Archive for Sunday, January 11, 2004

Book reveals untold history of anti-slavery society

January 11, 2004

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Justice came swiftly.

After nightfall, a company of Lawrence free-staters 30 strong crept on cat's paws toward an encampment south of the city, where 22 Missouri "highwaymen and horse-thieves" whose captain had committed "outrages" on three free-state mothers were conversing by firelight.

The retaliation-bent platoon split in two and surrounded the unsuspecting marauders. By the time the targets heard rustles in the underbrush, it was too late: The free-staters mowed them down with rifle fire.

Then they quietly marched back to Lawrence.

At least that's the account of the 1856 massacre given in an 1859 book by James Redpath. The free-state newspaper writer left blanks where the names of the massacre's leader and the ruffian band should have been. But in 1900, Richard Hinton, who claimed to have been one of the executioners, went to the Kansas State Historical Society in Topeka and filled in the blanks, naming Charles Leonhardt as the leader of the Lawrence men.

No one's sure if the massacre really took place.

Even Todd Mildfelt, a longtime Kansas history teacher, was taken by surprise when he read a Franklin County Historical Society pamphlet that mentioned an alleged massacre site between Pomona and Ottawa.

"Here I've taught Kansas history all these years, and I wasn't really familiar with it," says Mildfelt, a special education teacher who lives in Richmond. "As I tried to discover whether this massacre really happened, that's when I ran into this man's (Leonhardt's) manuscripts in Topeka. He was actually accused of leading it."

And the surprises kept coming.

As Mildfelt dug deeper into Leonhardt's notes, drafts and manuscripts on deposit at the state historical society, he realized the long-dead free-stater's writings detailed the workings of an underground anti-slavery group that pre-dated the Civil War-era Jayhawkers in Kansas' Territorial period.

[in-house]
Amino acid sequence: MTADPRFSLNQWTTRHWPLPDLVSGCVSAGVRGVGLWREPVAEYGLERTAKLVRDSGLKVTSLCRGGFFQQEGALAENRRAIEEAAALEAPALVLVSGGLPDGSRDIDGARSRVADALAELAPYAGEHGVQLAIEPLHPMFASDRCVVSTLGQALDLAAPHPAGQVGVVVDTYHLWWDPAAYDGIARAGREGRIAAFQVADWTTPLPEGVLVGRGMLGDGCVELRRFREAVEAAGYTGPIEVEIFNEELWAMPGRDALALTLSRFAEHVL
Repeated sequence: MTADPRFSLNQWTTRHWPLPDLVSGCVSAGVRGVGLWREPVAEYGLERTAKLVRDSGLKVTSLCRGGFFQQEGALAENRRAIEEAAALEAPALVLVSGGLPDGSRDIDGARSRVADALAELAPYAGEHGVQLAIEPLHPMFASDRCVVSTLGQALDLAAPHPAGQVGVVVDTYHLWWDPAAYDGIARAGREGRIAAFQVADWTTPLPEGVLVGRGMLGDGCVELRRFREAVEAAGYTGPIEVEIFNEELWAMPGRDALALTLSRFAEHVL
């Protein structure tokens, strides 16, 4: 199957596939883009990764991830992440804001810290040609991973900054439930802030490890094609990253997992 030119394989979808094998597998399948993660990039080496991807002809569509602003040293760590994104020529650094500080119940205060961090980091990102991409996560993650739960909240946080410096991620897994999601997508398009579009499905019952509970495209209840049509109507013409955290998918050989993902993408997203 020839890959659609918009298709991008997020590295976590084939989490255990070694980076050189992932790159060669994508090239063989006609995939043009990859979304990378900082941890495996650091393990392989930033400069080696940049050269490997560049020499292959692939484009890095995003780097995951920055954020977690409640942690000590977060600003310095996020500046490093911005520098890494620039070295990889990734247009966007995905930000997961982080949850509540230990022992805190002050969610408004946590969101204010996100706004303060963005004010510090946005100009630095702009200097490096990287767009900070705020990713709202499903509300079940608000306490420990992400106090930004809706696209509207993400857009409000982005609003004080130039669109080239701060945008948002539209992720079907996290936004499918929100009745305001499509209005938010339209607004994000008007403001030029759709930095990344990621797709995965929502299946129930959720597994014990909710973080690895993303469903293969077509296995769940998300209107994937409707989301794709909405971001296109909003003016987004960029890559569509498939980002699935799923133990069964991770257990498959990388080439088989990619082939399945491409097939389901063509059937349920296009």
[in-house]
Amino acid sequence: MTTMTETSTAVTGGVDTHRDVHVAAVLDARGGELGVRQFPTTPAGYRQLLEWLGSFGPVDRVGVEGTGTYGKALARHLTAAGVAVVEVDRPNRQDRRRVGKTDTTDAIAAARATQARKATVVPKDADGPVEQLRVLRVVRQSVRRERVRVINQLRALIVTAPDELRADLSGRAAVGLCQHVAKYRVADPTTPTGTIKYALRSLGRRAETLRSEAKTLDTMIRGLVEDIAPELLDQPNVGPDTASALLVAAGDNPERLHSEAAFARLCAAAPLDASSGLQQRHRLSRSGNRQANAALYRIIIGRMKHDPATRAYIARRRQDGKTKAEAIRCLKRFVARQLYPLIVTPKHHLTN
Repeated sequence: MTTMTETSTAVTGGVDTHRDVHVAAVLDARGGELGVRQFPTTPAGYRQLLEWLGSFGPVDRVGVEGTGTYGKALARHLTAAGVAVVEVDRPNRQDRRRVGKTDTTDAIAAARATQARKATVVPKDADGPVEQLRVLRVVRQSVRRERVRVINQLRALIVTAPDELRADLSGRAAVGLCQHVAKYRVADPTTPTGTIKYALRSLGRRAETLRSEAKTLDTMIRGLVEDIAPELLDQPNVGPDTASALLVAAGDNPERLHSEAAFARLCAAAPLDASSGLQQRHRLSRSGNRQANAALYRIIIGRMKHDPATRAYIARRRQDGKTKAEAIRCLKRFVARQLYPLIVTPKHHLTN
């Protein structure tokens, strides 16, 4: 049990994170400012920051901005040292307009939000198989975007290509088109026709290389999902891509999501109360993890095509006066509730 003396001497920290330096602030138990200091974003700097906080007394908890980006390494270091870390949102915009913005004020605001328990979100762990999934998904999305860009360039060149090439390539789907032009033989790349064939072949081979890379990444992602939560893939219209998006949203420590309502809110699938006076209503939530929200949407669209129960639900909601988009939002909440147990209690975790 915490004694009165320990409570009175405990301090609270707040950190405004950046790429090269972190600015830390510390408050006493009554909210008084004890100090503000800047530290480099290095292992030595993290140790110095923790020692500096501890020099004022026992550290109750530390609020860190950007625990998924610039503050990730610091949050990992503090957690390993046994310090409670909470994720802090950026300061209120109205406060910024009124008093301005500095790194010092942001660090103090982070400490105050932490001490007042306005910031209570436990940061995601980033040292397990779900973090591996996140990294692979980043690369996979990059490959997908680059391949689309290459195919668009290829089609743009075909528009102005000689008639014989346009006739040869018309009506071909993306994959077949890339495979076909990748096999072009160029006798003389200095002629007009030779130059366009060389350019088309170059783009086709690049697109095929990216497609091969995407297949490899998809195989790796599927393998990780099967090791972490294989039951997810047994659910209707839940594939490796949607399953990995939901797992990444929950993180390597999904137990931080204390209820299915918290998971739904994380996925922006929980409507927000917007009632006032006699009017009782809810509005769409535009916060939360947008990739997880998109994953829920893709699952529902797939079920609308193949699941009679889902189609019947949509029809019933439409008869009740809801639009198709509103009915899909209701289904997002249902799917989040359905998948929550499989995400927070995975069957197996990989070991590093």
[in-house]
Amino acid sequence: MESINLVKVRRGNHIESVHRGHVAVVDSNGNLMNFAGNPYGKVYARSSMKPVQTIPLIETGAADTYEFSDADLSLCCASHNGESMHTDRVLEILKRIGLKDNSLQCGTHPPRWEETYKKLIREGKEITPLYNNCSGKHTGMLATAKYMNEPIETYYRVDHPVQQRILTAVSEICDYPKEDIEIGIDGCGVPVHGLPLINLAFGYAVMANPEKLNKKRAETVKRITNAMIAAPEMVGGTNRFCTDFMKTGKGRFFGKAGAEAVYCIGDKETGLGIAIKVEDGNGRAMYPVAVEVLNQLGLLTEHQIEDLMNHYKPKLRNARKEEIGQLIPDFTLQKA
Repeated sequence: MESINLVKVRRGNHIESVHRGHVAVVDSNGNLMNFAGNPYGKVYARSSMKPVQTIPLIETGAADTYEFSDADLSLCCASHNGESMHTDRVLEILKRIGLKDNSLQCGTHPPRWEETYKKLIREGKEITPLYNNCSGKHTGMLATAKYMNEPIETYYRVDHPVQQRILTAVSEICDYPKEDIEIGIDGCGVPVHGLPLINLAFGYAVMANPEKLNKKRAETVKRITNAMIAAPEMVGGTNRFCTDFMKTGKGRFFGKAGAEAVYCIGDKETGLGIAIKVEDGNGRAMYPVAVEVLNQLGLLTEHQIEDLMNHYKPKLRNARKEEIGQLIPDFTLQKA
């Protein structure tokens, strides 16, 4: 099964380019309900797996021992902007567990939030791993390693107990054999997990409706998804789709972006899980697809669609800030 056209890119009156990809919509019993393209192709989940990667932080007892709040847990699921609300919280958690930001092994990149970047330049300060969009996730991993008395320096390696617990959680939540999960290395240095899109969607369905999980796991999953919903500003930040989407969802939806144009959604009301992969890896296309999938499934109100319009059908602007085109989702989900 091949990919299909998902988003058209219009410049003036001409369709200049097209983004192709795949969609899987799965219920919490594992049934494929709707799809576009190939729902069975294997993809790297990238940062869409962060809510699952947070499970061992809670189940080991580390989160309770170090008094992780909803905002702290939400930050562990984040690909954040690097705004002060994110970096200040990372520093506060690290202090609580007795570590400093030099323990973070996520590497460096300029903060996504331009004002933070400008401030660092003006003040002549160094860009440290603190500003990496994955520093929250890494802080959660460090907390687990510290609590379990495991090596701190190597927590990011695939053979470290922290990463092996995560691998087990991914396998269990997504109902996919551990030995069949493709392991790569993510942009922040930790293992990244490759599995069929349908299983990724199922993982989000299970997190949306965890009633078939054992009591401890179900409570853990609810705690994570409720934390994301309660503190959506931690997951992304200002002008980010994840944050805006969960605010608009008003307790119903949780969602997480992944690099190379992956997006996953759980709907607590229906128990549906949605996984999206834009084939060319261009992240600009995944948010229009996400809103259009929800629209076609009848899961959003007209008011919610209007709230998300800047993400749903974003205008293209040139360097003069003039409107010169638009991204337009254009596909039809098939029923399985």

Charles Leonhardt, shown here with his wife Esther, fought during
the Bleeding Kansas era alongside Gen. James Lane and other
abolitionists in a secret anti-slavery society known as the
Danites. Richmond author Todd Mildfelt chronicles Leonhardt&squot;s life
and the workings of the group in his new book, "The Secret Danites:
Kansas&squot; First Jayhawkers."

Charles Leonhardt, shown here with his wife Esther, fought during the Bleeding Kansas era alongside Gen. James Lane and other abolitionists in a secret anti-slavery society known as the Danites. Richmond author Todd Mildfelt chronicles Leonhardt's life and the workings of the group in his new book, "The Secret Danites: Kansas' First Jayhawkers."

They called themselves the Danites, and Leonhardt counted himself a member of the group, led by Gen. James Lane, a notorious abolitionist. After discovering that Leonhardt had completed a manuscript about Kansas' "unwritten history" that he was never able to publish, Mildfelt decided to tell the clandestine history himself.

He spent months scouring and transcribing Leonhardt's papers, written in sometimes-illegible quill pen and pencil. His reconstruction became "The Secret Danites: Kansas' First Jayhawkers," a book Mildfelt recently self-published.

"It was sad to me that he (Leonhardt) never was able to publish his book," Mildfelt says. "My driving impetus was this is a story that deserves to be told, and I didn't care if I had to put up my own money to do it."

Working in secret

Leonhardt, an emigrant from Prussian Poland, lived in Plymouth, Mass., for three years before moving to Kansas territory in March 1857 -- the thick of the Bleeding Kansas period. Two years before, Missourians had crossed the border, stuffed ballot boxes and helped elect a Territorial Legislature that predominantly supported their cause.

Not long after Leonhardt arrived in Lawrence, he met Lane, who personally inducted him into a secret society called the Danites, which had been formed in 1855 to protect free-state settlers and to rid Kansas of its pro-slavery government.